Legal Reforms Predicted to Increase Efficiency of EU Arbitration Proceedings

Recent changes to the way the European Union (EU) handles legal proceedings will speed up arbitration hearings, which are rising in popularity among large companies with commercial disputes. A recent article published in Financial Times talks about the reforms that were announced in Brussels on December 14. The reforms are believed to help combat companies that try to get out of arbitration agreements by filing lawsuits in countries notorious for slow proceedings and in which their positions are favored.

In a recent statement, Interface Consulting’s Frank Adams, PE, noted that the firm is experiencing a significant upswing in international arbitration work, with numerous inquiries from parties outside of the US. He also commented on a rise in claims in the biofuels sector due to engineering delays and increased equipment costs, as well as increased demand for pipeline and LNG construction claims services in both domestic and international markets. Mr. Adams is an Arbitrator with the American Arbitration Association (AAA) and has also served as an expert in numerous arbitration hearings under the AAA, London Court of International Arbitration (LCIA), International Chamber of Commerce (ICC), United Nations Commission on International Trade Law (UNCITRAL), and Vienna International Arbitral Centre (VIAC).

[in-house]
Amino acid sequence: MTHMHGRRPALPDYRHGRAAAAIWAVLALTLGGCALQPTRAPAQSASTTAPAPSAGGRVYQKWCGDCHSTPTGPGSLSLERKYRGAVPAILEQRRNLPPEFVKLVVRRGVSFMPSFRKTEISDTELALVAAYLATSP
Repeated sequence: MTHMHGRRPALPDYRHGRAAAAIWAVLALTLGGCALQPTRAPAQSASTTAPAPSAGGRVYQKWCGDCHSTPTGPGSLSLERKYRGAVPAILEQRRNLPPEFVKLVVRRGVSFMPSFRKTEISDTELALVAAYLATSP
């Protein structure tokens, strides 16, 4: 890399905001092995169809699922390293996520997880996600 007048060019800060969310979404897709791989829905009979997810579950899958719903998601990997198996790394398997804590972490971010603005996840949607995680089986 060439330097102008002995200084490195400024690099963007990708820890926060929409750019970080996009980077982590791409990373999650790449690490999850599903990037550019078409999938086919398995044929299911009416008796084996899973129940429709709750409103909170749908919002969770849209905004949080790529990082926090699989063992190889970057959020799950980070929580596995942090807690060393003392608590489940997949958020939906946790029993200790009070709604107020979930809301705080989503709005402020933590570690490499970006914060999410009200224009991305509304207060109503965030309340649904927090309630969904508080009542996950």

Mr. Adams recently testified as an expert in two complex European arbitration hearings involving major biofuel plant owners and EPC contractors. Mr. Adams’s expert testimony concerned schedule delay and construction management issues. The first matter, held under LCIA rules and procedures, involved a retrofitted bioethanol plant that suffered delays and increased costs. Mr. Adams testified in the second dispute under the VIAC regarding the construction management and schedule delay of a biodiesel plant with a 100,000-tonne-per-year production capacity. Earlier in 2010, Mr. Adams also testified as an expert in a UNCITRAL arbitration involving an LNG facility in Yemen and in a dispute involving a UK-based EPC firm and the Strategic Petroleum Reserve.

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